New HEAL Study Examines Weather-Related Factors on Physical Activity Levels of Children from Rural Communities

A team of researchers led by Brenton Button with Tayyab Shah, Andrew Clark, Piotr Wilk, and Jason Gilliland published a study entitled: “Examining weather-related factors on physical activity levels of children from rural communities.”

The objective of the study was to examine the influence of weather on moderate-to-vigorous physical activity (MVPA) and light physical activity (LPA) levels of children aged 8–14 years from rural communities, an understudied Canadian population.

In order to study this, children (n = 90) from four communities in rural Northwestern Ontario were recruited to participate in this study between September and December 2016. Children’s MVPA and LPA were measured using an Actical accelerometer and demographic data were gathered from surveys of children and their parents. Weather data were collected from the closest weather station. Cross-classified regression models were used to assess the relationship between weather and children’s MVPA and LPA.

Results showed that boys accumulated more MVPA than girls (b = 26.38, p < 0.01), children were more active on weekdays as compared with weekends (b = − 16.23, p < 0.01), children were less active on days with precipitation (b = − 22.88, p < 0.01), and higher temperature led to a significant increase in MVPA (b = 1.33, p  < 0.01). As children aged, they accumulated less LPA (b = − 9.36, p < 0.01) and children who perceived they had higher levels of physical functioning got more LPA (b = 25.18, p = 0.02). Similar to MVPA, children had higher levels of LPA on weekdays (b = − 37.24, p < 0.01) as compared to weekend days and children accumulated less LPA (b = −50.01, p < 0.01) on days with rain.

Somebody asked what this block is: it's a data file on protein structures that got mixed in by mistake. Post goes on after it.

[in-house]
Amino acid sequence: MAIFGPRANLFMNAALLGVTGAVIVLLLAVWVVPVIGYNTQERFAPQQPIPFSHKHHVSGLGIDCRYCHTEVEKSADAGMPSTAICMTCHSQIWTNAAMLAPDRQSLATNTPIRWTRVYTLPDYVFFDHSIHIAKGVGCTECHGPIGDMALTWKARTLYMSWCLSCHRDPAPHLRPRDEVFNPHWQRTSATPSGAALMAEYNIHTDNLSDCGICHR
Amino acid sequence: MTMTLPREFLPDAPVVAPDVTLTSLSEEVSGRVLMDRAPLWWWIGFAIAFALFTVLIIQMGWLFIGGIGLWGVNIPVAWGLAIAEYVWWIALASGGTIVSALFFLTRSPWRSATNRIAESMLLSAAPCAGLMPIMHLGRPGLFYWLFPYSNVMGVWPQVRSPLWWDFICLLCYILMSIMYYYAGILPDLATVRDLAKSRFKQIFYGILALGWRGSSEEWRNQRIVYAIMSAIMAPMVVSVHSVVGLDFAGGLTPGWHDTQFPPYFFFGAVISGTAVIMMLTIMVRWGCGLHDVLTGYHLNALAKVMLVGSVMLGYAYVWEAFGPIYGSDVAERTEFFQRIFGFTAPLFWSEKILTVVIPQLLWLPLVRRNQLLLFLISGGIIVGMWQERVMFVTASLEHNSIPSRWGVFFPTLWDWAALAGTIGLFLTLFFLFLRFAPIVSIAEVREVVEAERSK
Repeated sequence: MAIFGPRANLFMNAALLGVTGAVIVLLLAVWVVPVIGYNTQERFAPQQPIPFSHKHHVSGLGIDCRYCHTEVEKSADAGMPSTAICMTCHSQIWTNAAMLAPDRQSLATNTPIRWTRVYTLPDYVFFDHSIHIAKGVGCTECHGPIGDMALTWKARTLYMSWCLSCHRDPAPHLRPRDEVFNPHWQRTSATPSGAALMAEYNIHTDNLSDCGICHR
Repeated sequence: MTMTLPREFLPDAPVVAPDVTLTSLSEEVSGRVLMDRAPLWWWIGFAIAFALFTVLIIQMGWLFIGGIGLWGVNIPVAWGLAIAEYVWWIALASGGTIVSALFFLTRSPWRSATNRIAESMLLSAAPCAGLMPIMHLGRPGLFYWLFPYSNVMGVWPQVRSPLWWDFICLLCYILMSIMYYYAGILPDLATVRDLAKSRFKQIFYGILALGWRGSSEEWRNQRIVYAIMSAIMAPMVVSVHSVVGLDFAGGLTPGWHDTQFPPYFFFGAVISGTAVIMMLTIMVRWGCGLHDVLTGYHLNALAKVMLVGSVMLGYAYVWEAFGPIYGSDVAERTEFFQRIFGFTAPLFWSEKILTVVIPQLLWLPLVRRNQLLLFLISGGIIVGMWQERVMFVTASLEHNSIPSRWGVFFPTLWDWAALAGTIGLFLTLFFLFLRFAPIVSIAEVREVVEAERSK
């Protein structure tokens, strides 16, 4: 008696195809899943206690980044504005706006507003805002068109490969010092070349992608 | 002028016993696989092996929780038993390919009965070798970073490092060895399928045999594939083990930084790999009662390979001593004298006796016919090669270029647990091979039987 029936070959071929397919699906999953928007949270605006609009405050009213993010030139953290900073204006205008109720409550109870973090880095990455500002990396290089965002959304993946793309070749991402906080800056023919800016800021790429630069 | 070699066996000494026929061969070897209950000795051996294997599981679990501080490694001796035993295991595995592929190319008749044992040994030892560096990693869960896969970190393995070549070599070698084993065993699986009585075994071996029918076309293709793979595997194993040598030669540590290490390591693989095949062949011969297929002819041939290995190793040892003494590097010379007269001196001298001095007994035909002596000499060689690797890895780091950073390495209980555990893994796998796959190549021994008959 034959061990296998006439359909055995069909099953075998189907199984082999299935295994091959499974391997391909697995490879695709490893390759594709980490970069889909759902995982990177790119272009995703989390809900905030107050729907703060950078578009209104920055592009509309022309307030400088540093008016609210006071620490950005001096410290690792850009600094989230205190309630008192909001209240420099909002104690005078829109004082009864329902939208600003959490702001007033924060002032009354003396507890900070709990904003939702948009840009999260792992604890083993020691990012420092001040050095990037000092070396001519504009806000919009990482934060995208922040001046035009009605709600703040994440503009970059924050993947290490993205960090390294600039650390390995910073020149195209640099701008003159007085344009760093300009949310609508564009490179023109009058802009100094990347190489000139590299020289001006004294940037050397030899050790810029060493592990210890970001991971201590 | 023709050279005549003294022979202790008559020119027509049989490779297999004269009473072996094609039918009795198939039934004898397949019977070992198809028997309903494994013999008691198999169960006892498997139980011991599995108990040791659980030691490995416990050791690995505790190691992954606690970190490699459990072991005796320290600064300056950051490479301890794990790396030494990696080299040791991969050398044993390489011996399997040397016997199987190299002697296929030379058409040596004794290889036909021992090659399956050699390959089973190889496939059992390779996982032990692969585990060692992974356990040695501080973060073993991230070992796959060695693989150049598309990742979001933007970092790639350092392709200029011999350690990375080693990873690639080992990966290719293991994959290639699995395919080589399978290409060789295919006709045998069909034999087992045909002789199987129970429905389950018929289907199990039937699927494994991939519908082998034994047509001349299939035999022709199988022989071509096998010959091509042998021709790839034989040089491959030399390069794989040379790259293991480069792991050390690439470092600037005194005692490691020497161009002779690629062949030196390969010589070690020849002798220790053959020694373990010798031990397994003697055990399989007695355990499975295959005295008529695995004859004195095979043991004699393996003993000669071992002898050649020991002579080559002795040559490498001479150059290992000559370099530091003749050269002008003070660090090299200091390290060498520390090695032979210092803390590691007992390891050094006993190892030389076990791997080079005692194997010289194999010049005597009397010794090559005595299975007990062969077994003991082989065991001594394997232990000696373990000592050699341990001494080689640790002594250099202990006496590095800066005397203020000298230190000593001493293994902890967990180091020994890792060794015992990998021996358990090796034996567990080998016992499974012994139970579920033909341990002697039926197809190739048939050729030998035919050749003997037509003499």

The study findings indicate that weather influences rural children’s MVPA and LPA. Future research is necessary to incorporate these findings into interventions to increase rural children’s overall PA levels and improve their overall health.


Citation: Brenton Button, Tayyab Shah, Andrew Clark, Biotr Wilk and Jason Gilliland (2021). Examining weather-related factors on physical activity levels of children from rural communities. Canadian Journal of Public Health 112, 107-114;

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